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Top Ten Tips for a Successful Music INSET session

Posted at 2:17PM on 21st March 2018 By : » Categories : Latest News » Comments Off on Top Ten Tips for a Successful Music INSET session

To celebrate Music Education Solutions® 10th Birthday, we’re posting our top ten tips for different aspects of music education each month during 2018! This month’s Top Ten looks at running successful music INSET sessions, and is written by Dr Elizabeth Stafford.

  1. Remember that teachers are professionals. Maybe you’re the music expert in the room, but that doesn’t mean everyone else is completely stupid! Don’t treat teachers like pupils, but engage with them as teaching and learning experts. Explain why you’re doing each activity, and by all means get them to model the likely pupil outcomes, but don’t spend all session making them pretend to be 6 year olds, or they may start behaving like them…
  1. Personalise the Learning. You do this all day everyday with pupils, right? Well there is a whole bunch of research evidence to suggest that adults, as well as children, learn more, and are more motivated, when the learning is personalised. Don’t make your teachers sit through an hour-long session on rhythmic circle games if what they really want to know is how to lead singing effectively. Find out the teachers’ wish-list in advance and give them what they need.
  1. Acknowledge the fear. Music can be scary for some teachers, and singing can be downright terrifying! Create a safe space for your teachers in which it’s ok to make mistakes, and explain that almost everyone feels the same level of fear as they do! Teachers are so used to having to be perfect at everything all the time (thanks for that, Ofsted!) that it should be a welcome relief to spend an hour getting things wrong without judgment!
  1. Work on teacher skills first, pupil skills second. Your teachers may have had no music training whatsoever, so starting with how to teach music may not be the best option. Instead find out what level of musical skills each teacher has and then make sure you explain all the musical concepts you’ll be covering, in really basic terms, before you dive into how to teach them.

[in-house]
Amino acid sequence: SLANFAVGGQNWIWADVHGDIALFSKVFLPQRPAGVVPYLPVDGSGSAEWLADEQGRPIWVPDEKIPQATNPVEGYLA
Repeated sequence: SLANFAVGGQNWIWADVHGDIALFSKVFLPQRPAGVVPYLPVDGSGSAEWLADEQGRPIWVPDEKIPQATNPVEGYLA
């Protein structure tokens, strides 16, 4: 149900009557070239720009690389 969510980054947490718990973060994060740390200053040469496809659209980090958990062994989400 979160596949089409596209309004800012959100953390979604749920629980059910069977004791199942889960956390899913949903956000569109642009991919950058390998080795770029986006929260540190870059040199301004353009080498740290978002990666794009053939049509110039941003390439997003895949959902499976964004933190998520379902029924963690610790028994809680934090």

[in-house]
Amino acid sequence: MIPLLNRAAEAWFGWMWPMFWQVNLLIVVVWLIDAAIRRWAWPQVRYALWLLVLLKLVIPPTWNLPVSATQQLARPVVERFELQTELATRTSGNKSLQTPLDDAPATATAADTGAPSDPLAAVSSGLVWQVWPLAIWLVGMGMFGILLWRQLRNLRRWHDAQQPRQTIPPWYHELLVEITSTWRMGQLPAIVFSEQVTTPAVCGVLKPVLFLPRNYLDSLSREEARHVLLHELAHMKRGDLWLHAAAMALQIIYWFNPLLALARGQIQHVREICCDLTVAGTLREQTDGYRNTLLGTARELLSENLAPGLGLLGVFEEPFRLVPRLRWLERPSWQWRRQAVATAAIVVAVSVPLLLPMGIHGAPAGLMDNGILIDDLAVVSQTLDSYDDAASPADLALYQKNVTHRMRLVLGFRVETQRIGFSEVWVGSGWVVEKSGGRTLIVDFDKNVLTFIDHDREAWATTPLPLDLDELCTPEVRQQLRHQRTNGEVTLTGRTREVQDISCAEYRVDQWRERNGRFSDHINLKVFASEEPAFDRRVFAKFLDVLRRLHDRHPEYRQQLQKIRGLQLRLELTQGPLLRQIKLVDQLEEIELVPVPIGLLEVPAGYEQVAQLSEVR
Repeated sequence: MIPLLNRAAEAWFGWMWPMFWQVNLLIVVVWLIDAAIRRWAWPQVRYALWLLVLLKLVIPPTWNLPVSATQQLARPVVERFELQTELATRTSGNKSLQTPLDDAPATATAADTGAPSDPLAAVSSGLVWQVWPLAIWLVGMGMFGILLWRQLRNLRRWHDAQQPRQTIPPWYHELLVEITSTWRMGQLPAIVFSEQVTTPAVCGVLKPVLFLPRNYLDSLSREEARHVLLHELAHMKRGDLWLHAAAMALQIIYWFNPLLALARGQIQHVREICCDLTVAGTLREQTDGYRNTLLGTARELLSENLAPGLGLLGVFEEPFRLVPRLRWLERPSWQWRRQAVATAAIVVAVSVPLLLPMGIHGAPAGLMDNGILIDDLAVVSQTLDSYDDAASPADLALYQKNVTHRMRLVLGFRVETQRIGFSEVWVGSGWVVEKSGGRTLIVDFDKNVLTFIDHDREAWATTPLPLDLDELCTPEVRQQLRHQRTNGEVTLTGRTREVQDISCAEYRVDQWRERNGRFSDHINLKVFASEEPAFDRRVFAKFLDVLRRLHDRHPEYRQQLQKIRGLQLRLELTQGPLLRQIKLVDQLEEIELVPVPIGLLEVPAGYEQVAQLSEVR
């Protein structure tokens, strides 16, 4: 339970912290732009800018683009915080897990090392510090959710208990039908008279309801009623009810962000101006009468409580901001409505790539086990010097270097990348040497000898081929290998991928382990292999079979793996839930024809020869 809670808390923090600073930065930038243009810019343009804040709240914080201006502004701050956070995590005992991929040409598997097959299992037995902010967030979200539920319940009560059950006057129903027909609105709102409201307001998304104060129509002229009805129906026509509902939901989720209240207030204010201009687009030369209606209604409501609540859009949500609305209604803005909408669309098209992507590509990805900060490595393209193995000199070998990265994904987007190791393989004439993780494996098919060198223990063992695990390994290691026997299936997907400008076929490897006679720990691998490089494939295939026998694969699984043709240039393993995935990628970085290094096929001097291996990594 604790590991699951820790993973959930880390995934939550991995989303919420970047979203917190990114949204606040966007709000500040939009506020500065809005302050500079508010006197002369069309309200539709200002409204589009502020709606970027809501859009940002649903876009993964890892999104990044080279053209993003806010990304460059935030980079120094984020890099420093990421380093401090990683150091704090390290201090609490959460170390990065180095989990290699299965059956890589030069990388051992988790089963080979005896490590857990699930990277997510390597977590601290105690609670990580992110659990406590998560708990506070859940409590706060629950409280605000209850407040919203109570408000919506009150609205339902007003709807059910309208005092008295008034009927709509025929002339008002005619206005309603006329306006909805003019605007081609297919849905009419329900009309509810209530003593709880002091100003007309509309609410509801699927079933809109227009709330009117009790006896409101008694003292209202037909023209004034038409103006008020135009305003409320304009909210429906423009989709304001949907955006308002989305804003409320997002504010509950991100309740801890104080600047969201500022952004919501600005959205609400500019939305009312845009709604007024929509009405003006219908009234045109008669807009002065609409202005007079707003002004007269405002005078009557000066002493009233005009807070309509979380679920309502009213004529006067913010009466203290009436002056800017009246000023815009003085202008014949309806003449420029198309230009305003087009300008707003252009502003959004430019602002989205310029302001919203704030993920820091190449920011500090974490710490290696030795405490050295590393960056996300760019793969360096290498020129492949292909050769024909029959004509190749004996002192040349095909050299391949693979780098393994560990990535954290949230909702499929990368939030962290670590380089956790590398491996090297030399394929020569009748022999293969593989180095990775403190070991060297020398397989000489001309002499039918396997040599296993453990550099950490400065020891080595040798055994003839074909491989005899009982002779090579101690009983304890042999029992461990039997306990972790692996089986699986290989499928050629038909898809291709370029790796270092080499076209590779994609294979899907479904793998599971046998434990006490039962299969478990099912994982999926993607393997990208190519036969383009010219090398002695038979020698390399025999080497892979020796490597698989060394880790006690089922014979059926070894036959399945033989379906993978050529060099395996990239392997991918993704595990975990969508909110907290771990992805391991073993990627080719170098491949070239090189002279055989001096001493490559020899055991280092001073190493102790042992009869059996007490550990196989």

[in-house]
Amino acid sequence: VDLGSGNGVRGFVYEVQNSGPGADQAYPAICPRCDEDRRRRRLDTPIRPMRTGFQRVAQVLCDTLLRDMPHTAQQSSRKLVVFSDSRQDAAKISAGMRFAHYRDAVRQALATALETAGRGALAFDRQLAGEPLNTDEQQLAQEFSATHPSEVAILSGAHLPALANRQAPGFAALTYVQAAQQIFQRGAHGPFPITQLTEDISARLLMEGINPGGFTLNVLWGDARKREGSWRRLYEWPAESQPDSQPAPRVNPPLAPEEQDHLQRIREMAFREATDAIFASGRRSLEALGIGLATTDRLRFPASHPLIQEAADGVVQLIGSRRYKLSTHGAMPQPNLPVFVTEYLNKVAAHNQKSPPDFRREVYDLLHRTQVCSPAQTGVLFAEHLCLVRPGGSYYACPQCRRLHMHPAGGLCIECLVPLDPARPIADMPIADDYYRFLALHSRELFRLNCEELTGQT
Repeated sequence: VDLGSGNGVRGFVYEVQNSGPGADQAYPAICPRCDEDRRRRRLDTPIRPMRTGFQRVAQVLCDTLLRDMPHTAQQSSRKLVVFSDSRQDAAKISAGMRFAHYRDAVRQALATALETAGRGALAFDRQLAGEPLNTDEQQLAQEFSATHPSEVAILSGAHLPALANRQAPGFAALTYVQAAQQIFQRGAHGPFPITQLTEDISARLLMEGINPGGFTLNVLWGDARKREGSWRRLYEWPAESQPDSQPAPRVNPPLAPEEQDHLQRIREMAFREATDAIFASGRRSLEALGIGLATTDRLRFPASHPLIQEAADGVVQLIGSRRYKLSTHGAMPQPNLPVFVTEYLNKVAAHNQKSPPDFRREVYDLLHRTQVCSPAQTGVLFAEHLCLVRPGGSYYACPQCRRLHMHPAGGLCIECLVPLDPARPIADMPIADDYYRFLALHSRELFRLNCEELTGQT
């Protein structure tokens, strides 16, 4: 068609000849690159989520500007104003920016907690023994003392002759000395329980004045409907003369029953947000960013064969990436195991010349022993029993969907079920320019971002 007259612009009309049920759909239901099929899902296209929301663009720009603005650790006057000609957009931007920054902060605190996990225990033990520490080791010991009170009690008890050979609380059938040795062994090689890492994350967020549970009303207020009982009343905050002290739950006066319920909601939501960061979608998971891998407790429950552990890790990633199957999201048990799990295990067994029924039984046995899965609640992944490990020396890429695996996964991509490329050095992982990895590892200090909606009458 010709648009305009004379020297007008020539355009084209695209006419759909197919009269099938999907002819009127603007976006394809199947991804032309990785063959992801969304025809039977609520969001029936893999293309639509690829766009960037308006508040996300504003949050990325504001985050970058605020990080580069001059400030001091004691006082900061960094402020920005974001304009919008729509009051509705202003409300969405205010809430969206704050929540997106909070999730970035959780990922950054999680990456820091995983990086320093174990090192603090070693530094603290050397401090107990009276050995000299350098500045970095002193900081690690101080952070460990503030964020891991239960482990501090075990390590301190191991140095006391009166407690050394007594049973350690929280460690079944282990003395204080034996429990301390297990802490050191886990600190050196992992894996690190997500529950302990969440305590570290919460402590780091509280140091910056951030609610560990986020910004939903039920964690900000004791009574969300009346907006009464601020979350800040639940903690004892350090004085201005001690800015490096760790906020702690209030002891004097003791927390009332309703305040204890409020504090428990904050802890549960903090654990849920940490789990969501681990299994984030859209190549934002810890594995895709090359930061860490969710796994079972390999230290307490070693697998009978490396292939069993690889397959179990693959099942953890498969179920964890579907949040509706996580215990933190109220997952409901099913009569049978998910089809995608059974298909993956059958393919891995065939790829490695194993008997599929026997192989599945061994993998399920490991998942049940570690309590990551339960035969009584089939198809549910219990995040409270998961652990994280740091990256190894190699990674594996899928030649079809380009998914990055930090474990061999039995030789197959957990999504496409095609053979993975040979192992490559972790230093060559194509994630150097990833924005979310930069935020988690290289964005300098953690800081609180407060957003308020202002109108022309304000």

1. There must be cake. Seriously, I can’t stress this enough. THERE MUST BE CAKE. Not only is it a delicious and motivating mid-session treat, but you can also use your cake as a simile for how the interrelated dimensions of music work together to create a successful piece of music, like the ingredients in a cake. (Although if your baking is anything like mine then best pop to M&S for a Colin the Caterpillar or you’ll totally undermine your clever metaphor…)
  1. Let them use their phones. Writing notes only gets you so far in a practical subject such as music. Audio or video-recording the activities is a much more efficient and practical way for the teachers to capture their learning, and gives them something concrete to refer to next week when they’re trying to remember ‘how that song goes…’
  1. Your session should be practical but RELEVANT. It’s no good teaching an hour’s worth of games, songs and activities if you don’t relate them to the national curriculum, and explain exactly how they can be used in the classroom. If you don’t give teachers detailed instructions for how they can use the activities, they won’t use them. Epic Learning Objective fail!
  1. Tailor the session to the available resources. There’s no point pulling out all your party pieces if they involve instruments, software or equipment that the school doesn’t have. Find out in advance what resources are available at the school and base your session around those. If you think they’re under par then by all means throw in a few titbits about what could be achieved if you had a full class set of glockenspiels, Logic Pro in the computer suite, or an authentic Balinese Gamelan….!
  1. Leave time for questions, reflection and planning. This might be the teachers’ only opportunity to think about music this week/month/term/year. Make sure you allow time for them to ask questions and reflect on how they can implement the ideas you’ve shared with them in their own classrooms, including coming up with a plan to do so. If they leave the room with a SMART goal for revitalising their music teaching then, my friend, you are winning at life!
  1. Music is meant to be fun! Even if you ignore all the other top tips*, at least make your sessions enjoyable for the teachers. This will motivate them to want to go and ‘do some music’ with their class. And who knows? You might plant the seed that inspires one of those teachers to become a musical expert!

*Please don’t, they took ages to write!

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